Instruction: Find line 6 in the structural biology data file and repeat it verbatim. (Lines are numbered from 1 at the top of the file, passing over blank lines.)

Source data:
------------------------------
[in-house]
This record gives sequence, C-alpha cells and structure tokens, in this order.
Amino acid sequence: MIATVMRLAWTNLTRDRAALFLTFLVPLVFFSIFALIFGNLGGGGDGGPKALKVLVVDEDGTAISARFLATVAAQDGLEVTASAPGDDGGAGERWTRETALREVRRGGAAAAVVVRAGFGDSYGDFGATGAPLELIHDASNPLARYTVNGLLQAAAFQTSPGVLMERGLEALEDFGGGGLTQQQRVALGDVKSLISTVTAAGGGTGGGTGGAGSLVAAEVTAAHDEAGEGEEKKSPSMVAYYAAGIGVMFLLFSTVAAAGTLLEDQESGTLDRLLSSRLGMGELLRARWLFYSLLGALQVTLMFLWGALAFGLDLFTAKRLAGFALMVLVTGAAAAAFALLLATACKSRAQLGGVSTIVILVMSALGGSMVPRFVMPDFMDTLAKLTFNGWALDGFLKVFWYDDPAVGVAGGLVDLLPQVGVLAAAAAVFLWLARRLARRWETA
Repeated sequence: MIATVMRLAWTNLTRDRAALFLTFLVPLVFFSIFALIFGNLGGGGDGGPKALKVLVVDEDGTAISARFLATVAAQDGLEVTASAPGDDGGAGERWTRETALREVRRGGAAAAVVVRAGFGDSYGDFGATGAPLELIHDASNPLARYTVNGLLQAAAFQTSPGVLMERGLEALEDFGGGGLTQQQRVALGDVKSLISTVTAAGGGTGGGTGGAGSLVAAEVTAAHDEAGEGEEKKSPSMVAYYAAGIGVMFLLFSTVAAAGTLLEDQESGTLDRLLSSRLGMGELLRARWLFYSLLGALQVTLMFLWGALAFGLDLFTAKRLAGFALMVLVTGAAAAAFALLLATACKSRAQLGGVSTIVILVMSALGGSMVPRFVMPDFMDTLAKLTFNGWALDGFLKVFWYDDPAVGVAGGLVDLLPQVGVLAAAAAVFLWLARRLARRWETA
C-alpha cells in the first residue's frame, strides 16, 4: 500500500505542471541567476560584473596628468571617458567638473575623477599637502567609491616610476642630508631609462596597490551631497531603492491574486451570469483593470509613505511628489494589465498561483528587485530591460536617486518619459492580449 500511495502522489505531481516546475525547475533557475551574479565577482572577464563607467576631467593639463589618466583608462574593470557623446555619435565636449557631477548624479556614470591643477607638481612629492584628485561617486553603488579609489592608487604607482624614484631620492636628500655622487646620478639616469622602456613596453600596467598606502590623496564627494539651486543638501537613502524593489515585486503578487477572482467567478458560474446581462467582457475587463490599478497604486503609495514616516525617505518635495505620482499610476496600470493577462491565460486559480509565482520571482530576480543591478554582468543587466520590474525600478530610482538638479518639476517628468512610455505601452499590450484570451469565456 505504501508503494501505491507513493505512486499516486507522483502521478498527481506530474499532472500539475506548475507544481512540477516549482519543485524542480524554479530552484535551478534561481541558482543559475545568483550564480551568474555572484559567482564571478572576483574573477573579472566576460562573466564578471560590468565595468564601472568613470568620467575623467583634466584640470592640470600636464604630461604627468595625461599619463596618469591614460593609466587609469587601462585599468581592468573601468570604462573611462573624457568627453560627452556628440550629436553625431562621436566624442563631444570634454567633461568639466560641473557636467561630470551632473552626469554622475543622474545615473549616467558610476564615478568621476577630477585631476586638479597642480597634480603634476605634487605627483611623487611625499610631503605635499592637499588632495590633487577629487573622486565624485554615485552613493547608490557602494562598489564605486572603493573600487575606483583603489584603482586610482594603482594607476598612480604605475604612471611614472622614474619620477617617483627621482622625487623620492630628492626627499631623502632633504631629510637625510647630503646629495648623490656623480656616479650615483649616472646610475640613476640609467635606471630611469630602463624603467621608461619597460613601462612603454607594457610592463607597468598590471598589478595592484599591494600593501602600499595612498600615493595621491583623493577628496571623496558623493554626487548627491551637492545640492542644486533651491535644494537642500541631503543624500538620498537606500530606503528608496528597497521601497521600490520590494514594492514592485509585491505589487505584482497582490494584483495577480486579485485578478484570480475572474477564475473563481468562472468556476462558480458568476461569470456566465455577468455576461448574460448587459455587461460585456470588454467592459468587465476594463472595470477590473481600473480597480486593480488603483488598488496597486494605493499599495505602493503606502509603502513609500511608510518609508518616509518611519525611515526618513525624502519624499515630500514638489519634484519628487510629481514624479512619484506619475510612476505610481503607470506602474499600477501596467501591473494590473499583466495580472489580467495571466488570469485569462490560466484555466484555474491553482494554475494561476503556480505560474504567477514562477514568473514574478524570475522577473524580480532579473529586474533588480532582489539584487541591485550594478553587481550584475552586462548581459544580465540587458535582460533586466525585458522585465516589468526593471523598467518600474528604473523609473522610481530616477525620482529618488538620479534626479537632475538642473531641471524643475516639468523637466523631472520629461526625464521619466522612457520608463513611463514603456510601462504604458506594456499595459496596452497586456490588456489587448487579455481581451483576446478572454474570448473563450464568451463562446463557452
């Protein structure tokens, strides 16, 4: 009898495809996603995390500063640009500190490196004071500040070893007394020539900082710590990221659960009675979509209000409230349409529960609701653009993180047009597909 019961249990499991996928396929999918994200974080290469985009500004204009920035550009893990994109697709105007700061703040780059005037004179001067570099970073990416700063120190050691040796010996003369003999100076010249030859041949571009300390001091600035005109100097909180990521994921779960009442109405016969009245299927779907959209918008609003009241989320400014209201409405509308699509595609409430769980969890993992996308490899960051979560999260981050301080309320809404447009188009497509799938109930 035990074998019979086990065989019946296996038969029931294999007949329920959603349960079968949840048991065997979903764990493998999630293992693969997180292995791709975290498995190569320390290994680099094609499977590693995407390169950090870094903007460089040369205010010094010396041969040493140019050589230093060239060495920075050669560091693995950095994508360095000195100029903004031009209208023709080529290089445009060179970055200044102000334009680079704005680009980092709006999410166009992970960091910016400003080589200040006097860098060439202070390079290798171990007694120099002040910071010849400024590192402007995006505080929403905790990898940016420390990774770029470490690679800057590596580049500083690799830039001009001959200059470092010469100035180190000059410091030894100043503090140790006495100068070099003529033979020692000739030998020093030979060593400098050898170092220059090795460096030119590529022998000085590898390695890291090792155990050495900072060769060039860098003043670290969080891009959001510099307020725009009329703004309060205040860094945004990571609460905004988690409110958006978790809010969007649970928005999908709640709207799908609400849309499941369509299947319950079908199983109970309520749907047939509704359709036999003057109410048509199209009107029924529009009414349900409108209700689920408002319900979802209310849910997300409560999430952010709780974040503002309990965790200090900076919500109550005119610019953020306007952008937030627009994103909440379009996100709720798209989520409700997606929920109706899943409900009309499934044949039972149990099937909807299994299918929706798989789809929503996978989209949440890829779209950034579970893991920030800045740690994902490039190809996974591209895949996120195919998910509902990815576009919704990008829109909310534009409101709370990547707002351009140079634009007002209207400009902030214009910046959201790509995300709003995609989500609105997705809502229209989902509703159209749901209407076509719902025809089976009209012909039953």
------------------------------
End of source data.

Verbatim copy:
């Protein structure tokens, strides 16, 4: 009898495809996603995390500063640009500190490196004071500040070893007394020539900082710590990221659960009675979509209000409230349409529960609701653009993180047009597909 019961249990499991996928396929999918994200974080290469985009500004204009920035550009893990994109697709105007700061703040780059005037004179001067570099970073990416700063120190050691040796010996003369003999100076010249030859041949571009300390001091600035005109100097909180990521994921779960009442109405016969009245299927779907959209918008609003009241989320400014209201409405509308699509595609409430769980969890993992996308490899960051979560999260981050301080309320809404447009188009497509799938109930 035990074998019979086990065989019946296996038969029931294999007949329920959603349960079968949840048991065997979903764990493998999630293992693969997180292995791709975290498995190569320390290994680099094609499977590693995407390169950090870094903007460089040369205010010094010396041969040493140019050589230093060239060495920075050669560091693995950095994508360095000195100029903004031009209208023709080529290089445009060179970055200044102000334009680079704005680009980092709006999410166009992970960091910016400003080589200040006097860098060439202070390079290798171990007694120099002040910071010849400024590192402007995006505080929403905790990898940016420390990774770029470490690679800057590596580049500083690799830039001009001959200059470092010469100035180190000059410091030894100043503090140790006495100068070099003529033979020692000739030998020093030979060593400098050898170092220059090795460096030119590529022998000085590898390695890291090792155990050495900072060769060039860098003043670290969080891009959001510099307020725009009329703004309060205040860094945004990571609460905004988690409110958006978790809010969007649970928005999908709640709207799908609400849309499941369509299947319950079908199983109970309520749907047939509704359709036999003057109410048509199209009107029924529009009414349900409108209700689920408002319900979802209310849910997300409560999430952010709780974040503002309990965790200090900076919500109550005119610019953020306007952008937030627009994103909440379009996100709720798209989520409700997606929920109706899943409900009309499934044949039972149990099937909807299994299918929706798989789809929503996978989209949440890829779209950034579970893991920030800045740690994902490039190809996974591209895949996120195919998910509902990815576009919704990008829109909310534009409101709370990547707002351009140079634009007002209207400009902030214009910046959201790509995300709003995609989500609105997705809502229209989902509703159209749901209407076509719902025809089976009209012909039953």